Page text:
Former Zambian President Urges Zimbabweans To Work Together in Efforts To Fight HIV/AIDS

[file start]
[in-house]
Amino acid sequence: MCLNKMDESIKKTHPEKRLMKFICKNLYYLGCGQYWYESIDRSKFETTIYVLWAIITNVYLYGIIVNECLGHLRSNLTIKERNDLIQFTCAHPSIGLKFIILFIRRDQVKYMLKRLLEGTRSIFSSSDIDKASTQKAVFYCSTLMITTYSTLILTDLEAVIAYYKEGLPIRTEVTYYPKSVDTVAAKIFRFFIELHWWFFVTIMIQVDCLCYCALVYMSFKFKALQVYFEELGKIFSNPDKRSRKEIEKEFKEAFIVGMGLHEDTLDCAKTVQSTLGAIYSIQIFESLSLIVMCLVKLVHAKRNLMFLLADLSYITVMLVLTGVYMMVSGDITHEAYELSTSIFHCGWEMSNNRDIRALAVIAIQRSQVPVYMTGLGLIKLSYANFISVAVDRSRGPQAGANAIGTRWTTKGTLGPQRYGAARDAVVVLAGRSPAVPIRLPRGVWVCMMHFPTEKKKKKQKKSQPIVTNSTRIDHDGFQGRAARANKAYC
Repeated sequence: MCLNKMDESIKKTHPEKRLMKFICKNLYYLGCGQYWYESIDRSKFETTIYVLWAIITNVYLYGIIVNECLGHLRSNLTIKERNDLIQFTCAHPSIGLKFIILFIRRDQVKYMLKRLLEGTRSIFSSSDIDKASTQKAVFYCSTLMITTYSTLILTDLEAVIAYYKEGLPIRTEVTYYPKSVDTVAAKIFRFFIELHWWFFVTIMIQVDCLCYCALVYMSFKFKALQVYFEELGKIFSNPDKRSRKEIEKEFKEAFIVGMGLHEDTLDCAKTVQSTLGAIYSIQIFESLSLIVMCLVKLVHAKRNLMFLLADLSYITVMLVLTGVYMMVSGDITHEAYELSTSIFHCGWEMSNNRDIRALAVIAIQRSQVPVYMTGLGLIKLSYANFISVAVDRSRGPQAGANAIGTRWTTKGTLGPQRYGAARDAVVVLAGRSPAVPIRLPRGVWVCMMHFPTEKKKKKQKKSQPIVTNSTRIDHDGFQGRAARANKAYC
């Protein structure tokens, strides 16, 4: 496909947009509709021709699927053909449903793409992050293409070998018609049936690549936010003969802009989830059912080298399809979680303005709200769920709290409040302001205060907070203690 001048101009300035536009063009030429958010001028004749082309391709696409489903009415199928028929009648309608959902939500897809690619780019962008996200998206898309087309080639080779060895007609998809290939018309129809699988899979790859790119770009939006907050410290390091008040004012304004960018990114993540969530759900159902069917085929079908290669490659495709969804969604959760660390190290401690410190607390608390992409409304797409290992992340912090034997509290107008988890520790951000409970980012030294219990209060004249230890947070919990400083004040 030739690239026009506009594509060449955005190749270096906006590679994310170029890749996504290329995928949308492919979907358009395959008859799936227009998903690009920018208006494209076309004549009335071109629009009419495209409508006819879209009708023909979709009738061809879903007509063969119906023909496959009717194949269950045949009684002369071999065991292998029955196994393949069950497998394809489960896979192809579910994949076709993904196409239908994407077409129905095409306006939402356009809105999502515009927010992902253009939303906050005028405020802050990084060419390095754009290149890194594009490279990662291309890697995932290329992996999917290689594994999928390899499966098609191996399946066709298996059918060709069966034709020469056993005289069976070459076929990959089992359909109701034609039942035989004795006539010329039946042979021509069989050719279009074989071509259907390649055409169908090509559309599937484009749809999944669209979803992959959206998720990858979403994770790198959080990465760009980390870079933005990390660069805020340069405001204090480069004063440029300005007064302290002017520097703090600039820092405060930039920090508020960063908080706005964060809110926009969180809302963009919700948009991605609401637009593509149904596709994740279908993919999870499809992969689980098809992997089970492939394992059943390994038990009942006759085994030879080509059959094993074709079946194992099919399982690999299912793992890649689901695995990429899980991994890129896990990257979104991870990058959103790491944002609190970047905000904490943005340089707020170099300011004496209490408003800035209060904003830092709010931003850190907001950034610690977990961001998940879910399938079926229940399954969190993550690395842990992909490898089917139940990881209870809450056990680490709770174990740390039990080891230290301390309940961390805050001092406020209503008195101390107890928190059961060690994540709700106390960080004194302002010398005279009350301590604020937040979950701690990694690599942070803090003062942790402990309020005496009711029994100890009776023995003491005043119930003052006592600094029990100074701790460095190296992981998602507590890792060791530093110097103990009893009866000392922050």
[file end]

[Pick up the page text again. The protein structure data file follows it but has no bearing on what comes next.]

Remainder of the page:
Zimbabweans should set aside their political and religious differences in order to more effectively fight HIV/AIDS in Africa, former Zambian President Kenneth Kaunda on Thursday told attendees of Zimbabwe's first-ever national AIDS conference, AFP/Sunday Times reports (AFP/Sunday Times, 6/18). "Why are we allowing politics, ethnicity, religion, these divisions to stop us from fighting together?" Kaunda, whose son died of AIDS-related causes in 1986, asked, adding, "Let us come together, let us fight together and destroy this thing before it destroys us. This thing doesn't know politics, this thing doesn't know religion. It kills across these artificial divisions" (Chinaka, Reuters, 6/17). The conference, titled "Taking Stock: Looking into the Future," is examining Zimbabwe's progress in treating and preventing HIV/AIDS (Kaiser Daily HIV/AIDS Report, 6/17). Zimbabwean President Robert Mugabe during a speech at the conference on Wednesday called the epidemic "one of the greatest challenges facing our nation." However, he added that HIV/AIDS "is not an insurmountable challenge. We can and should rise above this challenge and win the fight" (AFP/Sunday Times, 6/18). More than 3,000 people die of AIDS-related causes each week in Zimbabwe, which has one of the highest HIV prevalence rates in the world at 24.9%. Earlier this year, the Zimbabwean government announced a pilot project to distribute antiretroviral drugs at no cost to patients in select government hospitals. According to officials, about 70% of patients in Zimbabwe's hospitals are HIV-positive (Kaiser Daily HIV/AIDS Report, 6/17).This is part of the KHN Morning Briefing, a summary of health policy coverage from major news organizations. Sign up for an email subscription.